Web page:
While I don’t always remove every item during my closet cleanout, there are certain categories to which I pay special attention. These include the pieces I will be reevaluating in January to enjoy during the winter months while simultaneously making room for new spring fashions coming soon. For instance, a good sweater can be a classic, but that doesn’t mean it will last forever. Start by getting rid of those that are pilled, stretched, or no longer fit. Since I hate to throw away good wool or cashmere, I have found I can repurpose them by transforming them into stuffed toys for children of friends –so off they go to the craft room, resulting in more room for sweaters

in my favorite hues and that flatter my skin tone. I’m loving the longer “coatigans” – long slim cardigans – that are wildly popular right now, as well as fresh cropped cardigans to pair with denim, particularly in the lilac and lavender shades that are hot this year.

Speaking of denim – somehow I find that I don’t have enough jeans, and yet I have a closet full. As you tackle your wardrobe purge, discard the old super skinny styles and any that no longer fit or flatter, like the old low rise ones. Keep or add trending full length slim boot styles and cropped flares. Make sure you have white and black jeans, as well as your favorite denim wash, coated denim, or faux leather.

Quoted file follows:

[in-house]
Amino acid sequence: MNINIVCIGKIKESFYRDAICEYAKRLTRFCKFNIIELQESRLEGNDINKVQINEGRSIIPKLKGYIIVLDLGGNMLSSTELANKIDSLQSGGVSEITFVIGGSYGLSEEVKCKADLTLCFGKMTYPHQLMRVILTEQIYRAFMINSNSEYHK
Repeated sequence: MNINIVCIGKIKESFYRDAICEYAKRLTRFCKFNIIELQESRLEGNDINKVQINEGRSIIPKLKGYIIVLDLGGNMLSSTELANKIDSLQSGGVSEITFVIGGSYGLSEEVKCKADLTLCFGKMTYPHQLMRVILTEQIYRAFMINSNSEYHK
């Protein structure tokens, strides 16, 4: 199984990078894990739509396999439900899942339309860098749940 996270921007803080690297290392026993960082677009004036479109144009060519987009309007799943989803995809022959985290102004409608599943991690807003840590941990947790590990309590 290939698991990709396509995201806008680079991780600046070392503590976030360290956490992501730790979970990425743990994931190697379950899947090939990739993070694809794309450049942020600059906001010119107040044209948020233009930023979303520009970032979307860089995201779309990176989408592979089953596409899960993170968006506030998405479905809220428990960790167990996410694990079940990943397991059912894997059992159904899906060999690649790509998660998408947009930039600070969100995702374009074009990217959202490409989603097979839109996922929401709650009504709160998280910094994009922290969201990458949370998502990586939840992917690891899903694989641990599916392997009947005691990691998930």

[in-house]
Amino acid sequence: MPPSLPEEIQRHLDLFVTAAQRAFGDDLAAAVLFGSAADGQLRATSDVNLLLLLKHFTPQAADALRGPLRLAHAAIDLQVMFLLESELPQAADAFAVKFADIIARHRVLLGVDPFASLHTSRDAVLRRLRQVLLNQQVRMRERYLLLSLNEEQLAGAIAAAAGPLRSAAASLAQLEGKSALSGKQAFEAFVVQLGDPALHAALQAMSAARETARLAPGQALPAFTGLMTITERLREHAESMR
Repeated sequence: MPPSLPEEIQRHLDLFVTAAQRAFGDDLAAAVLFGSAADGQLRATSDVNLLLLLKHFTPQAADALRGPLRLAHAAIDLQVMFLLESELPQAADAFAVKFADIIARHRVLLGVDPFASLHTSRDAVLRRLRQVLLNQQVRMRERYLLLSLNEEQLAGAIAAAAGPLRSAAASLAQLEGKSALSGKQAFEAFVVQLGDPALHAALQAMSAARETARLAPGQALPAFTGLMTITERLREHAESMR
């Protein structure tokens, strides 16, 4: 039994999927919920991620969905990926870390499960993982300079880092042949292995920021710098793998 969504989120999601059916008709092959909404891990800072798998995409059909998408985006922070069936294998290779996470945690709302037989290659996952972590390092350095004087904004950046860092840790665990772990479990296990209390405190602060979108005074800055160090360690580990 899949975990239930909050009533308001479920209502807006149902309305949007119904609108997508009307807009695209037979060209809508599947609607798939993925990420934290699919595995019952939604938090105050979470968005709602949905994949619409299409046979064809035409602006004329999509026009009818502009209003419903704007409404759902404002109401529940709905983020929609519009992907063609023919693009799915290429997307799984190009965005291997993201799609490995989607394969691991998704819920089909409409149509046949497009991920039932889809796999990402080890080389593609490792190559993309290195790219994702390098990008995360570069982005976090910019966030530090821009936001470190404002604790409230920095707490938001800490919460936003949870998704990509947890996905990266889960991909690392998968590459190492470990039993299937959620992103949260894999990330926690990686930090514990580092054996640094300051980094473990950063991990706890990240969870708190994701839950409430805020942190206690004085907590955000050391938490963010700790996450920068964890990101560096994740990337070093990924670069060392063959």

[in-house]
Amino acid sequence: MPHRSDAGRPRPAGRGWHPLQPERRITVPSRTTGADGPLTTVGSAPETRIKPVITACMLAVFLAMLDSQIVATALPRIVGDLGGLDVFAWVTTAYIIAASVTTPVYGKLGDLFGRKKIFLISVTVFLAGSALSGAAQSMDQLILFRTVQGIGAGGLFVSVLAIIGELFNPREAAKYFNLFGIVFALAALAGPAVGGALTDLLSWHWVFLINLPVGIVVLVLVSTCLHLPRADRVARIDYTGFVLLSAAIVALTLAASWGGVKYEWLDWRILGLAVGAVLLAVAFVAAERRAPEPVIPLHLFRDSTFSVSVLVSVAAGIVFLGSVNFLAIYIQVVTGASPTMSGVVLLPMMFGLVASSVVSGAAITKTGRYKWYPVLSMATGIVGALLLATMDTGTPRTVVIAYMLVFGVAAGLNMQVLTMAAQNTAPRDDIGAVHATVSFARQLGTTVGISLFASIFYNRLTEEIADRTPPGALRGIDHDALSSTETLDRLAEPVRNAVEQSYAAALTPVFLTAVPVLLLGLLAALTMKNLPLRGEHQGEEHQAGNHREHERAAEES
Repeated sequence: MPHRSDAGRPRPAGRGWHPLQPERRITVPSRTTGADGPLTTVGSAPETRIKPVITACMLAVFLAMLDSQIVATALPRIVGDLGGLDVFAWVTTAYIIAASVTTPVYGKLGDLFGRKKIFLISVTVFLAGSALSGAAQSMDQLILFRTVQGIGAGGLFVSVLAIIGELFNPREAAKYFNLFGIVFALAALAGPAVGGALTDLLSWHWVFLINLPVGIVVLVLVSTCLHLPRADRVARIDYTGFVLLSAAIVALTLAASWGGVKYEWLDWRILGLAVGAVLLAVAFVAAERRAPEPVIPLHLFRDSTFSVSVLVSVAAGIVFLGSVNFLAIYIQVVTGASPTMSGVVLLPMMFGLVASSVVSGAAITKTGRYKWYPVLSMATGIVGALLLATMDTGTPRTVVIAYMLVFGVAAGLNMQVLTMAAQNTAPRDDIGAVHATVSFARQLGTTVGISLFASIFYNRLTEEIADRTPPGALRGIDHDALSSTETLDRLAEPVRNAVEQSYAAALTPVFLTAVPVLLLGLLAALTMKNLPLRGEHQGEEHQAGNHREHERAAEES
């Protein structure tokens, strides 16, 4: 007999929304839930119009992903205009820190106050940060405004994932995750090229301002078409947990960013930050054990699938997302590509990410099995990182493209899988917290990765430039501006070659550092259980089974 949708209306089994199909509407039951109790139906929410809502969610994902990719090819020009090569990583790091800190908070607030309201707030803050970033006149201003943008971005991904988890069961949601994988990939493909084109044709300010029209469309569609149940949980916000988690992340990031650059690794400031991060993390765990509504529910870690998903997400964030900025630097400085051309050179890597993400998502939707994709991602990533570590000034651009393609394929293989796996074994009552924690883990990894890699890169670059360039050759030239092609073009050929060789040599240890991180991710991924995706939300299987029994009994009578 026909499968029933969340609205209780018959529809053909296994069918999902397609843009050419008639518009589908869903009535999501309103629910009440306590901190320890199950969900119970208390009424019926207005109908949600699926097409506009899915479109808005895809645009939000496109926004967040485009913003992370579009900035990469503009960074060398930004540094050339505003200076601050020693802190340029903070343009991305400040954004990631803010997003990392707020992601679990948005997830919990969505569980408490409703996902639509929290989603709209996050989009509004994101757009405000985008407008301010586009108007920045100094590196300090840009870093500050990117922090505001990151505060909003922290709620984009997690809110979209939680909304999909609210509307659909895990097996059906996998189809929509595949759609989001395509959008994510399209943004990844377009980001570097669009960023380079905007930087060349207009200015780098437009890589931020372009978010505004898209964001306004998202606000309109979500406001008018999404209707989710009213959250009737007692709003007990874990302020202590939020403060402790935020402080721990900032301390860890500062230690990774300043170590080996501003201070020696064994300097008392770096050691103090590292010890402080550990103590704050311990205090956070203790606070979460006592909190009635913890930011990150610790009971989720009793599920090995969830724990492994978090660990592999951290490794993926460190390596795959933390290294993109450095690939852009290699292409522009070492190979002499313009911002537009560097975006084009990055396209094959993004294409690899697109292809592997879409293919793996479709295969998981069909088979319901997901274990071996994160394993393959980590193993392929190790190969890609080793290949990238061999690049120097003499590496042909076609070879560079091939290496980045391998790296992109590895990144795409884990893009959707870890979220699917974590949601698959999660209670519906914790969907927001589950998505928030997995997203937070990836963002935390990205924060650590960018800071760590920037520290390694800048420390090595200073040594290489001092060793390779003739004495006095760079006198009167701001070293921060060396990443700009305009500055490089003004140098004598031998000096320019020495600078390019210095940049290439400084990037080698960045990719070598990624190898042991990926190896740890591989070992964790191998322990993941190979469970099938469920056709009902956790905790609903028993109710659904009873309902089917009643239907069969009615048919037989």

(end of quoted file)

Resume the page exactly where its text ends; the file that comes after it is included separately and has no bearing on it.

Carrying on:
Over the years, your coat closet may have gotten a tad overstuffed as well, so eliminate anything that no longer fits properly, is too oversized, or hasn’t been worn in years. Instead, keep the classics in neutral colors or beautiful plaids and add a good waterproof puffer coat for cold and rainy weather.

If you’re like me, you may have accumulated suits and blazers that you have trouble parting with. Be honest with yourself – if you haven’t worn it in the last five years, are you ever going to wear it again? Get rid of those in outdated shapes or that are too big or too small. Update your wardrobe with a new knit blazer that you will wear endlessly to the office or on Zoom calls from home. Consider adding a new pink blazer or suit this year – this hue is going to remain hot this year and will be so fun to pair with denim, brown faux leather pants, or black jeans.